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Social media brings positive exposure as well as damaging feedback from unhappy customers. How have credit unions avoided digital backlash?

 
 

Technology not only provides businesses better access to their consumers, but consumers better access to businesses and one another. The immediacy and give and take dynamic of social media means it is not as easily controlled and managed as a typical PR campaign, something many businesses are finding out the hard way.

Like word-of-mouth advertising, in the hands of satisfied customer’s, social media is your best friend. In the hands of disgruntled ones, it can be an Achilles’ heel, as easily highlighting your weaknesses as it does your strengths.

For example, Facebook currently hosts several groups rallying against the nation’s largest bank, and even the bank’s official Facebook page is riddled with negative feedback. “Social-networking sites are becoming another venue for consumers to complain,” says USAToday. “And complain is exactly what they're doing.”

One customer wrote on a bank’s Twitter page: “Stop making your living off my late fees! You fine me more than you loan me!" In a world where bank bashing has gone viral and high-tech, how are credit unions largely avoiding such negative exposure?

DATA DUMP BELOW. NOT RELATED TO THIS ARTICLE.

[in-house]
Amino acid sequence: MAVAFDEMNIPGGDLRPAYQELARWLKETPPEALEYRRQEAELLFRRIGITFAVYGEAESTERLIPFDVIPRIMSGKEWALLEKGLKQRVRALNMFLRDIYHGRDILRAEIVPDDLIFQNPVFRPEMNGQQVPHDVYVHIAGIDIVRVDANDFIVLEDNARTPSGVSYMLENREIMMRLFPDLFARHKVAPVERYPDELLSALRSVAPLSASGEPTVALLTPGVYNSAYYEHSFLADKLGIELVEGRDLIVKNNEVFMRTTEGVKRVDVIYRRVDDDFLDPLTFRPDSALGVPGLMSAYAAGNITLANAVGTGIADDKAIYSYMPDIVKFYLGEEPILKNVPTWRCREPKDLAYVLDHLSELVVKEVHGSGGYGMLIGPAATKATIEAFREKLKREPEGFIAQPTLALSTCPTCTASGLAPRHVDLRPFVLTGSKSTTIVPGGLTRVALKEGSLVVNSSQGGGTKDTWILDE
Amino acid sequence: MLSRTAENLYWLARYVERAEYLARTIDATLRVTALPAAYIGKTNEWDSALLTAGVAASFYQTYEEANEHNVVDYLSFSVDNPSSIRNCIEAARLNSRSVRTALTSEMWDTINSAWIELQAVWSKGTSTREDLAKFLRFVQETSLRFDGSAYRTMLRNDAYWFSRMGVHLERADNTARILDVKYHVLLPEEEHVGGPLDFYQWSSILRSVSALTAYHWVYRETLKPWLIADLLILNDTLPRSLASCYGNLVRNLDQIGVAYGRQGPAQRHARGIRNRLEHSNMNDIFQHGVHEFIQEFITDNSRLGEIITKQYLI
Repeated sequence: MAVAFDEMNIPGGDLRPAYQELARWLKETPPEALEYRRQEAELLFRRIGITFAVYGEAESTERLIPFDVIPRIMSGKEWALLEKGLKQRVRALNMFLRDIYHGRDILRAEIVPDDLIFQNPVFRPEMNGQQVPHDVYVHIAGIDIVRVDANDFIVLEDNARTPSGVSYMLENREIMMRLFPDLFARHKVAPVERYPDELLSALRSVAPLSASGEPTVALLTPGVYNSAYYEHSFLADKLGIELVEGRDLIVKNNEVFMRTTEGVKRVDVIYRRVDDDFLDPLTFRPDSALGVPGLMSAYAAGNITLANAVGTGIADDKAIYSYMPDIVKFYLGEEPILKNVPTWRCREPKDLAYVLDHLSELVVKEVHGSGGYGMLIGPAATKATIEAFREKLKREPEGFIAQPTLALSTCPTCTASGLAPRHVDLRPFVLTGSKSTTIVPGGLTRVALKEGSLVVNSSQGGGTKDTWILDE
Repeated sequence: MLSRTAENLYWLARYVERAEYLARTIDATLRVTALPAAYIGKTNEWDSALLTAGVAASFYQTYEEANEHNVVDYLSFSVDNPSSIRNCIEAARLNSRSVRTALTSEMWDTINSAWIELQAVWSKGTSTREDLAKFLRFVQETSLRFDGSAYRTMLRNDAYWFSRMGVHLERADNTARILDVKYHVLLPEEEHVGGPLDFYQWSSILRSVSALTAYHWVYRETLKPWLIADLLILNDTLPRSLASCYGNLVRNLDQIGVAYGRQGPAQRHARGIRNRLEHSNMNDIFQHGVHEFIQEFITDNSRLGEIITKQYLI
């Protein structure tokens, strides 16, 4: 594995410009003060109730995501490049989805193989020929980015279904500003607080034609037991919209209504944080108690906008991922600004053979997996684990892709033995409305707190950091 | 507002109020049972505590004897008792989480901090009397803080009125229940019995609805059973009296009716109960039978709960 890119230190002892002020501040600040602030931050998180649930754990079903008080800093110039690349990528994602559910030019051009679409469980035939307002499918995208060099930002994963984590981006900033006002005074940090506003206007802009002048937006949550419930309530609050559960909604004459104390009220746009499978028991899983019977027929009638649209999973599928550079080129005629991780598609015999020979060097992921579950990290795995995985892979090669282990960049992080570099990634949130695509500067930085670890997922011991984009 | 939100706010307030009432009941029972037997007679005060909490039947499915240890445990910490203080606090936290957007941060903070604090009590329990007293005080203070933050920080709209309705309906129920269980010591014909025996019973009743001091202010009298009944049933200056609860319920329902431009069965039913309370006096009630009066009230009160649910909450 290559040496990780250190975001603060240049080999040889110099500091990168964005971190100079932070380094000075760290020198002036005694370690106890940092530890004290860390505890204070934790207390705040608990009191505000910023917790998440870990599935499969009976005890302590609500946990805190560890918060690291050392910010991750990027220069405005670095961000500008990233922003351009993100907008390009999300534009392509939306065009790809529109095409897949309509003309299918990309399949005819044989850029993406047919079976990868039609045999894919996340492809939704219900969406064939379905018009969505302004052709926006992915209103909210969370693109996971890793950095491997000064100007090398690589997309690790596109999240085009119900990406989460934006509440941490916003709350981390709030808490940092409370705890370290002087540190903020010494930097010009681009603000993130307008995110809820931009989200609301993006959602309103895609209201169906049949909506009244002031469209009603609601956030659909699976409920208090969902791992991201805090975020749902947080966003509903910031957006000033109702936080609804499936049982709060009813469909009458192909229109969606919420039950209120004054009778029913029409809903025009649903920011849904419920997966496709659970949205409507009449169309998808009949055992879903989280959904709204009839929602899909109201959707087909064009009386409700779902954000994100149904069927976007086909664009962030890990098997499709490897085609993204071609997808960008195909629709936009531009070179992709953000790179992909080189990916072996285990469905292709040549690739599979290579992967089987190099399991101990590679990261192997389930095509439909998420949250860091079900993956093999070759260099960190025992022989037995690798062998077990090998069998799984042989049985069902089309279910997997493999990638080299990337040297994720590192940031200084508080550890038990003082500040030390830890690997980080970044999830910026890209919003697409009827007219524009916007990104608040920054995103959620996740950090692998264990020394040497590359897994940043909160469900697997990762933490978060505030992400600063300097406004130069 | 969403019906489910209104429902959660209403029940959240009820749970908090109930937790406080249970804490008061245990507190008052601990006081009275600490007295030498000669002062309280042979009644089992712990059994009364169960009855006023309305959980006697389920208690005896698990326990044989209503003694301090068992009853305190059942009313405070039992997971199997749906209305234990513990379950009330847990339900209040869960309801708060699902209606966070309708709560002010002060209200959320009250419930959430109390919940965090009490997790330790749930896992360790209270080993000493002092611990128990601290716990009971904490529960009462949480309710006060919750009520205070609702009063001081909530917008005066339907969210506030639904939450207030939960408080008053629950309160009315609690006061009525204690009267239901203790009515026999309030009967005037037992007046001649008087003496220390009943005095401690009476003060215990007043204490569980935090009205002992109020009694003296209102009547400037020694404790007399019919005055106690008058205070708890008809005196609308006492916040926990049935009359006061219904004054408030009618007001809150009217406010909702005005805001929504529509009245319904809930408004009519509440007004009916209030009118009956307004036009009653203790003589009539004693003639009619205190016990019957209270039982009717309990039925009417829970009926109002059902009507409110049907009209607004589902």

“Poor customer advocacy explains why social media is threatening for big banks,” says Brett King in the Huffington Post. Credit unions have an established history of doing right by the member for decades, back when “twitter” was simply the sound that birds made. Today, social media makes these values clearer and more perceptible to a larger number of consumers.

Forrester's 2010 Customer Advocacy report shows credit unions consistently rank highest in terms of customer satisfaction for financial institutions. Roughly 70% of members say credit unions puts their [members] interests first.

“Community banks and credit unions exist largely to serve a specifically aligned group of community members” says King. “The very sense of community that binds the individuals who support such financial institutions is also a core element in the success of social media.”

Credit unions don’t try to reign over their social media campaigns with a heavy hand the way other institutions might, simply because there’s no need to. They know their members and they know how to listen, online and in-person, which helps eliminate potential social media blowback before it begins.

 
 

Dec. 29, 2010


Comments

 
 
 
  • It occurs to me that we should all practice the rules of verbal communication. Why not try these in 2011? Rule #1: Is it kind? Rule #2: Is it true? Rule #3: Is it necessary? Of course when trying to make a point or remain relevant and visible, Rule #3 will be broadly interpreted and that's OK. But come on. Rules #1 and 2 are cement.
    Jane